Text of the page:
“Monitoring Every Muslim in Slovakia”: Bratislava to Sue EU over Migrant Quotas

Written by | Wednesday, November 25th, 2015
@Eubulletin

Slovakia would launch legal action by the end of this year against the EU quota plan to distribute 160,000 refugees and migrants throughout the bloc. The justice ministry spokeswoman, Alexandra Donevova, said yesterday (24 November) that “the justice ministry, together with representatives of relevant ministries, is working on preparing the lawsuit”. Slovakia wants to sue the EU at the European Court of Justice (ECJ), which decides how the EU acquis (legislation) is interpreted and applied.

The official announcement only approved the previous statements by Slovak Prime Minister Robert Fico, who said at the end of September that his government would take legal action against the EU’s decision to distribute 120,000 asylum seekers from Greece and Italy to other EU countries. The number of refugees to be relocated has so far increased to 160,000 but only few have actually been redistributed. Slovakia – part of the “merciless four” – as the German media described the four Visegrad countries, is stubbornly against the system of migrant quotas designed to decrease the burden on other EU countries that have absorbed the majority of arrivals.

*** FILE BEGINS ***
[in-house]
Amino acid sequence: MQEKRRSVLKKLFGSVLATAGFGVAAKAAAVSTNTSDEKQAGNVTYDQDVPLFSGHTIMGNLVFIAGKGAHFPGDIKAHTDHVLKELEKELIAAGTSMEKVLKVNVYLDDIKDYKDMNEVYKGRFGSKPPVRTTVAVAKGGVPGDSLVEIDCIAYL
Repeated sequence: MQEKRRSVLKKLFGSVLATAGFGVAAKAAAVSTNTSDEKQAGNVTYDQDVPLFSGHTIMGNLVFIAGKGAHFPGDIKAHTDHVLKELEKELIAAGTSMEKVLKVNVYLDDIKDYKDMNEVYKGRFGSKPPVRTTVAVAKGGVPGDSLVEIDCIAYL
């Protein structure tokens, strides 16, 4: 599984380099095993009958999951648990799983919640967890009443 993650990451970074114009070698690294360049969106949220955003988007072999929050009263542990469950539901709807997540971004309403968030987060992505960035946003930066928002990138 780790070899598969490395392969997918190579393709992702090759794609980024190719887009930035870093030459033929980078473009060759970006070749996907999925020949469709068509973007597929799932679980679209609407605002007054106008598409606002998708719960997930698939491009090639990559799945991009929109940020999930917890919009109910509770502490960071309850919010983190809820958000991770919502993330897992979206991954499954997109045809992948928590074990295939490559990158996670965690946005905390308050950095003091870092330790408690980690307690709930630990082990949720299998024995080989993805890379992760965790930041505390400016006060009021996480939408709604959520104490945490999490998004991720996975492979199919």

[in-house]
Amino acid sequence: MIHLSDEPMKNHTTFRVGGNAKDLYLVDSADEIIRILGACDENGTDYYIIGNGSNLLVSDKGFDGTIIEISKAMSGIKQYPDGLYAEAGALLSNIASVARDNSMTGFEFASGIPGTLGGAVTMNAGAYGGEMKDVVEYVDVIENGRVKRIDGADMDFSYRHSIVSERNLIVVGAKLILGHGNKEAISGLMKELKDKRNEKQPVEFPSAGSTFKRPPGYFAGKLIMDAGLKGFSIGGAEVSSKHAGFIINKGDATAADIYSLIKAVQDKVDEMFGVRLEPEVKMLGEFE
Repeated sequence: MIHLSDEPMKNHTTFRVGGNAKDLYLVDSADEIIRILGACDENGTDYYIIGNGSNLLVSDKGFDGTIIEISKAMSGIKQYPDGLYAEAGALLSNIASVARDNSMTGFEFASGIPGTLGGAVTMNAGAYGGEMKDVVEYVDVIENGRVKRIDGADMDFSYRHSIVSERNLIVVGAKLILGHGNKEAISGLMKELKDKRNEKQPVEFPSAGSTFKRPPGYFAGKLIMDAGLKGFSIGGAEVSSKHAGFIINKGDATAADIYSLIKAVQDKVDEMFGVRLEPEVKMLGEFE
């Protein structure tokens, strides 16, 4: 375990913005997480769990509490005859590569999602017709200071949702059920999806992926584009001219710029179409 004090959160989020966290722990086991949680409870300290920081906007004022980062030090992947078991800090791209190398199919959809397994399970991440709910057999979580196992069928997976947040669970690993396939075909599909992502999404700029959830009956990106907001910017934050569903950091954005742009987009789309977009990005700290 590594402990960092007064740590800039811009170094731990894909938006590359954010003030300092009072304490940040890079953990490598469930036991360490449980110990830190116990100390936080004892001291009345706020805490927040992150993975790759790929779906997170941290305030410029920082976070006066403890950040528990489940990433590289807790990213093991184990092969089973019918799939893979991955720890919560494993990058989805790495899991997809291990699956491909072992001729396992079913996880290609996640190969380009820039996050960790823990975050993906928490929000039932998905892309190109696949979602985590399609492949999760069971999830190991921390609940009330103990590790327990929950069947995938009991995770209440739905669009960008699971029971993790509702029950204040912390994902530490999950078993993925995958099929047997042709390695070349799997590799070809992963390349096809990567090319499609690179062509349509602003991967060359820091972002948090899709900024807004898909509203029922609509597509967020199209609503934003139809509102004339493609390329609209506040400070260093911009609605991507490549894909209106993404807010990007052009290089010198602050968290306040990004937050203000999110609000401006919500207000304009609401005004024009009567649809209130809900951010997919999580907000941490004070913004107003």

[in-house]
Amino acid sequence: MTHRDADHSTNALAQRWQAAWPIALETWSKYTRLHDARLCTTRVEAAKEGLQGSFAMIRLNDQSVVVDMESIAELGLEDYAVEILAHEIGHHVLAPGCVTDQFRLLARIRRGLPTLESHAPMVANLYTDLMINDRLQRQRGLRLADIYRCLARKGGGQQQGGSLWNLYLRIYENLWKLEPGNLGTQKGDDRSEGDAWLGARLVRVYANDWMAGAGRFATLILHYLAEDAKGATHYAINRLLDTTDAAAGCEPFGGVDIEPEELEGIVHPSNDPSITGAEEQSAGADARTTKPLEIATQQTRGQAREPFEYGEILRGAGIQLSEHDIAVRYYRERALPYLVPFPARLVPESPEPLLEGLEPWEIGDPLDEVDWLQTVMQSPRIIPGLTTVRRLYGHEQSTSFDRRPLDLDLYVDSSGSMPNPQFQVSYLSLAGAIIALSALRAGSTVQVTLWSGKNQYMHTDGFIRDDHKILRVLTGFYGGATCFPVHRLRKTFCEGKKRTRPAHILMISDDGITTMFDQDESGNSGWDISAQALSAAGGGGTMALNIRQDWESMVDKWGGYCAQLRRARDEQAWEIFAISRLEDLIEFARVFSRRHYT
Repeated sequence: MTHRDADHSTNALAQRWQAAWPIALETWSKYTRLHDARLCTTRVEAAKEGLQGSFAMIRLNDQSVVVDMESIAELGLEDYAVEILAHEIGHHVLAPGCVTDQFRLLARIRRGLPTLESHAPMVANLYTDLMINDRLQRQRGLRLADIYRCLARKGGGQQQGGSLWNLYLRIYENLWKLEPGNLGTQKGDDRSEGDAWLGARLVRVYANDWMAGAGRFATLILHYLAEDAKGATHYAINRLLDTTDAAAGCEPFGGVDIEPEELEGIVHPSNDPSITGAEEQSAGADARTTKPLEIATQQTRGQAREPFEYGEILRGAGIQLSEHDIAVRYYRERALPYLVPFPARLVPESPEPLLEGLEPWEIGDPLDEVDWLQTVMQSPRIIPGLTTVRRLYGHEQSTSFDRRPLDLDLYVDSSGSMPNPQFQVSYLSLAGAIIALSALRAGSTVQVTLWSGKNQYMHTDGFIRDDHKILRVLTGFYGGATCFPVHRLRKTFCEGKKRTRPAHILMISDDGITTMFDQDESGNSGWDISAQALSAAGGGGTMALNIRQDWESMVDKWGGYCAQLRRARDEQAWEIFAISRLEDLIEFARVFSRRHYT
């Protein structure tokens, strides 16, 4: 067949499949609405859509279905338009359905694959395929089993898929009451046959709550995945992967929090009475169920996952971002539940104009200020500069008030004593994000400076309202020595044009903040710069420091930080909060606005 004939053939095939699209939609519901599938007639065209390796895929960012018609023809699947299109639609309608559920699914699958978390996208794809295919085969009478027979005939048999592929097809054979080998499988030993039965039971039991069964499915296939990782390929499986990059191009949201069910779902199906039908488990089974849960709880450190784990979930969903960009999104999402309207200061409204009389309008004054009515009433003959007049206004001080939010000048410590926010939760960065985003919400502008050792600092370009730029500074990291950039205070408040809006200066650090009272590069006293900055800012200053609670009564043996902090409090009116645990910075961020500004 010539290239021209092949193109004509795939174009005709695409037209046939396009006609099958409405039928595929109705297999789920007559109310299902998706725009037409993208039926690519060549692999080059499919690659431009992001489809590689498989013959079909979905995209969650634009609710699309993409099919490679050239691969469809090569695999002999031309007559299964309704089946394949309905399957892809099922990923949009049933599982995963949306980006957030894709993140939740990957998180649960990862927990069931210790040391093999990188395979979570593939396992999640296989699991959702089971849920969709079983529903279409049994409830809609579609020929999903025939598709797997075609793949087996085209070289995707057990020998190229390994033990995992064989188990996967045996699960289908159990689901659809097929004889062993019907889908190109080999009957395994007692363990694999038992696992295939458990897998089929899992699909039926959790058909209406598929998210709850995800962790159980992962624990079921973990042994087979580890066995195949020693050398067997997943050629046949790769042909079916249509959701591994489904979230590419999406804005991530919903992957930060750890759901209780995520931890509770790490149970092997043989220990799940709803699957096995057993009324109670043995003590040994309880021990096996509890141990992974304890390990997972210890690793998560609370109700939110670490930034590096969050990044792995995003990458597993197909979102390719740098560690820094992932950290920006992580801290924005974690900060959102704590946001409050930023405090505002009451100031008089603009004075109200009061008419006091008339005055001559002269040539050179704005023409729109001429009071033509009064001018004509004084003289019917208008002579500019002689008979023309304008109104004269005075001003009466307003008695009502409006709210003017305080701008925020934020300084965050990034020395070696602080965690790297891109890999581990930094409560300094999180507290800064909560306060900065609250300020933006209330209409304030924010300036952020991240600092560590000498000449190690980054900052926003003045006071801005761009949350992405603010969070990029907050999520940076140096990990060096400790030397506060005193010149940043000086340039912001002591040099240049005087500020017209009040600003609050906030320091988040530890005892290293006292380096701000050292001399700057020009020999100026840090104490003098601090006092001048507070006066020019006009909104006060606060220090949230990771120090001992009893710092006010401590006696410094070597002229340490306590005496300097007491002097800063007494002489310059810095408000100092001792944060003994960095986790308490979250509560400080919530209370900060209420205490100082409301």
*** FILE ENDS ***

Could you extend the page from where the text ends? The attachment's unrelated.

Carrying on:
Under the quota system, Slovakia, a nation of 5.4 million people, would have to accept less than 2,300 migrants. Robert Fico, a popular leftist politician, is seeking re-election in March for which he would rather risk infringing EU rules than implement the mandatory quotas. Prime Minister Fico also told the Slovak media that the planned legal action “can be very significant, as it can resolve many questions concerning relations between sovereign countries and the EU – including voting rights.” He did not forget to mention that Slovakia “is monitoring every Muslim in Slovakia” but admitted that “in the majority of cases they’re (Muslims) here legally.” He concluded that the “security of Slovak citizens took precedence over the rights of migrants”.

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INSTITUTIONS & POLICY-MAKING

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